Tuesday was garbage day. Since I have been on my own for over a week, there was not much to take to the curb. I thought to myself, “Why bother? It can wait till next Tuesday.” Then, after I remembered my advice about loving kindness and doing the chores that need doing, I prodded myself into action.
There I am, standing at the curb holding a bag half-filled with trash. I think, Hm. Hardly seems right to make the trash man stop for this puny bag, now does it? I know, let’s put it with North’s garbage.
Oh, his isn’t out yet.
No problem. Plan B: Neighbour South?
Uh-oh, did I miss the garbage altogether? No, appears not, for further along mounds of trash bags await collection. But I don’t want to walk half a block in my grubby clothing carrying a green plastic garbage bag. What will the neighbours think?
Once again, no problem! I am determined to make sure that
a.) I take the garbage to the curb and
b.) I don’t make the garbage man stop for one silly half-filled bag
I dash across the road and leave the bag with East’s pile and scuttle back home.
This is me, folks. This is how I do kindness. In dribs and drabs. No Pulitzer Prize pay-it-forward stuff for this gal. I’m not wired that way.
This is difficult for me to disclose, but since we are on the subject of taking out the trash, here goes:
I would not call myself “kind” as in being generous with material possessions or money. I rarely offer to help with my physical presence. I am not a joiner. I rarely donate to charity. I fall short of calling myself greedy, then again, I identify strongly with Ebenezer Scrooge.
When I worked at Bell Canada, for example, a co-worker was severely injured in a car accident. J was in a coma for months. Other people from the office found the time to see her. One gal visited once a week until J died. I felt compelled to visit her, but never got over the resistance, my discomfort and distaste for all things hospital.
When I was married to The One, we worked together in our mom and pop sewing machine store. He repaired machines and we sold several lines of new models. He made arrangements to take part in the Fall Home and Garden Show and asked if I would help him out in the booth. I suggested that he work the show and I would stay at the store. I explained that the trade show noise, the crowds, and the bombardment of sights and sounds overwhelm and exhaust me.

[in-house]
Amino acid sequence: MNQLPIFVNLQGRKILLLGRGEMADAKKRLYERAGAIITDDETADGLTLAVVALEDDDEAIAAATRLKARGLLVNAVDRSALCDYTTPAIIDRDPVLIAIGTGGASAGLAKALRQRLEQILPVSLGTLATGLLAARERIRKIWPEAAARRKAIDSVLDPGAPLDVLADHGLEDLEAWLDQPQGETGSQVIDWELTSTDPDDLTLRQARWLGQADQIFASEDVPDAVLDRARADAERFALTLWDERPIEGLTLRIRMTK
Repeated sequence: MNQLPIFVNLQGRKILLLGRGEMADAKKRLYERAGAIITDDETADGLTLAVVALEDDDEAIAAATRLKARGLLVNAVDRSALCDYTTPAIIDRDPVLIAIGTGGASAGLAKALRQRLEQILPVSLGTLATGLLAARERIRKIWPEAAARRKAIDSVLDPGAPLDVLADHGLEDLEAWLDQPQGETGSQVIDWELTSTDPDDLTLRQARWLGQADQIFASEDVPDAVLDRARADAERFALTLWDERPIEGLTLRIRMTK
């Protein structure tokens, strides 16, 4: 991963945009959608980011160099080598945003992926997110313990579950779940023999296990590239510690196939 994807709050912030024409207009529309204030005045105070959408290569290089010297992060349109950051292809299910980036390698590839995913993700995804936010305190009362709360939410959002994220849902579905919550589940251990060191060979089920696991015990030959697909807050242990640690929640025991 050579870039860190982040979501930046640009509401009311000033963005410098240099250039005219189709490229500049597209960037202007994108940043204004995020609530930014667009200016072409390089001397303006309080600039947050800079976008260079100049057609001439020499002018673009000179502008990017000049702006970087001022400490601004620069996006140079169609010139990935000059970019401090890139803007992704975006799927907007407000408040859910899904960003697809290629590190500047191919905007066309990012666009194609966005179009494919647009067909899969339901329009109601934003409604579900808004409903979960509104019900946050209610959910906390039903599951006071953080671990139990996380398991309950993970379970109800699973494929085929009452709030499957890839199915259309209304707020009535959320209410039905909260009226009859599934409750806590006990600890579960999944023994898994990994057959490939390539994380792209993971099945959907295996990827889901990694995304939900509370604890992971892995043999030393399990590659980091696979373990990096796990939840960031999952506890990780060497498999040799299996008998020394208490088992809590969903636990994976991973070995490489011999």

Apparently “no” was not an option. He played the shaming card, the “you are a lousy partner for putting your needs before “our” needs” card. He threatened me physically, but did not follow through. Instead I received the silent treatment for a few days.
You know what? Yes, he was totally out of line to attack me emotionally, but he had a good point. The fact remains that in a relationship, with community, friends, family, husbands, it behooves me to think beyond myself and my needs only.
I do manage to go beyond myself from time to time. I’ve been burned so badly by the episode with The One that in my current marriage, I am almost pathological in my diligence.
Anything you need while I’m out? Can I help you with that? Let me know if I can help in any way. You sure? Last call…
See what I mean? Almost to the point of harassment.
It’s a work in progress, this helping out/kindness thing. Here are some more examples of what I have done by way of extending kindness to others:
• Mount a mailbox close to the street so the delivery folk don’t have to walk up the hill and a steep flight of stairs.
• As I walk to my car in a full parking lot, I notice that someone is looking for a place to park. I tell ‘em, “Follow me! I’m on my way out!” and I escort them to the spot.
• When I’m grocery shopping, I offer to take someone’s cart back to the store. Granted, we all know that has its pitfalls, don’t we?
• Bake an extra pie and leave it on my friend’s front step.
• Neighbours’ back porches have seen bags of string beans, zucchini and tomatoes
• Read a manuscript when invited. Provide feedback afterward.
• Read and respond to posts and comments: carefully and thoughtfully. My motto: we are all connected, so play nice.
The common denominator in the list above is that they are all easy things to do. There’s an enjoyment factor, something is in it for me.
This issue bears more examination. I like to think that I am aware of my surroundings, that I am in tune with what other’s might be feeling or experiencing. I like to help. I want to help. In part, I suspect that the nasty feedback I received from a Girl Guide leader is responsible for part of my hesitation. I’m doing better. Trade shows are doable, as are hospitals.
Mother Teresa I am not. But I could afford to move away from Scrooge and closer to center on the kindness spectrum. But sometimes, I’m stuck, holding a garbage bag filled with laziness and a default tendency to take the efficient way, the easy way, the least painful way.
Inspired by the Daily Post Honey vs. VinegarThis wee Aesop quote makes me feel better.
Categories: Personal Growth